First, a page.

Wednesday, May 18, 2016
Open Letter to Dr Sahar Halabi - Chicago IL
This is my open letter to Dr Sahar Halabi of Chicago Illinois in response to the following statement she made recently with the American Lung Association (ALA).
Hello Dr Halabi.
I am writing you today because of a news article I read quoting you on the harm of electronic cigarettes. I thought you might be interested to know that I am a former smoker of 3-packs a day, and I used e-cigs to help quit almost 3 years ago. As a pulmonary physician, I'm sure you can realize the benefit of me no longer smoking that many traditional tobacco cigarettes. I no longer have respiratory issues, I havent been sick in 2 years, my blood pressure and heart rate have all been lowered and I no longer have severe sleep apnea.
I sincerely believe your statement misrepresents the benefit-risk profile of electronic cigarette use. In your statement, you are telling all smokers that the risks of trying e-cigarettes outweighs the potential benefits. But this is not at all consistent with the actual science. The science unequivocally demonstrates that there are tremendous medical benefits to patients who are able to quit or cut down substantially on smoking tobacco cigarettes using e-cigarettes. And there is essentially no harm in allowing these patients to try to quit using e-cigarettes because smokers who use e-cigarettes are precisely those who believe they are unable to quit using any other methods.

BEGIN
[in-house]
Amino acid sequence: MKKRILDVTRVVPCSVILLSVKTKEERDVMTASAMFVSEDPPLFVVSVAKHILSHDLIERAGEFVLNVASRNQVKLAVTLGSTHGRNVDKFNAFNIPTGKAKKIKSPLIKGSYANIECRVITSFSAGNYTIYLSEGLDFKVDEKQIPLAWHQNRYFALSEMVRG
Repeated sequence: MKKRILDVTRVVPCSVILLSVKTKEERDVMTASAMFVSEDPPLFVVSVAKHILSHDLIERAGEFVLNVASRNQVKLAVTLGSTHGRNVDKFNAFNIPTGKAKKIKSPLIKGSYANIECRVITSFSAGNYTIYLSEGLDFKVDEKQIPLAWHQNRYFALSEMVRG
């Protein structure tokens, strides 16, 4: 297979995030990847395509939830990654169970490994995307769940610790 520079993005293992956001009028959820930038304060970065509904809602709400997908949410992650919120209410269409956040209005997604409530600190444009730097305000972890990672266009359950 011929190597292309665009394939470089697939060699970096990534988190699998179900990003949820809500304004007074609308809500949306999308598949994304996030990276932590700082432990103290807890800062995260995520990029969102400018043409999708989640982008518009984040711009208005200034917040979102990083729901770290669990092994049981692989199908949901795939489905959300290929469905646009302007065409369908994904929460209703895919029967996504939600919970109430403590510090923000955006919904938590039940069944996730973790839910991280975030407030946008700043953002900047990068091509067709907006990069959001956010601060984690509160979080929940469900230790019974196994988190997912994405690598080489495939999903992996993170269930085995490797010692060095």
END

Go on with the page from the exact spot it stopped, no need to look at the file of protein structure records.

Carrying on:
I was one of them and as a business owner, I see hundreds of people each month who have been successful quitting smoking using e-cigarettes after failing in every other attempt. Many of my customers, once getting off traditional tobacco cigarettes actually lower their nicotine as well. I personally started with 24mg and now I vape 0-3mg. This rings true to just about everyone I have met throughout this industry.
I know you are trying to be responsible and you have your own beliefs, but as a physician, I strongly feel that your statements in this article are a complete distortion of the risk-benefit ratio for the individual patient, and it therefore constitutes negligent medical advice. I encourage you to do more of your own research and discover the actual truth that e-cigarettes could actually save lives.
We are not saying vaping and e-cigarettes are 100% safe, but they are better than smoking in every single way. We can both agree, we know without a shadow of a doubt that smoking cigarettes kills. I also agree that there needs to be more research on e-cigarettes, but right now, let’s get people to quit smoking. Let's save a life, like they have saved mine.
I would be happy to further this conversation over the phone or skype if you're interested.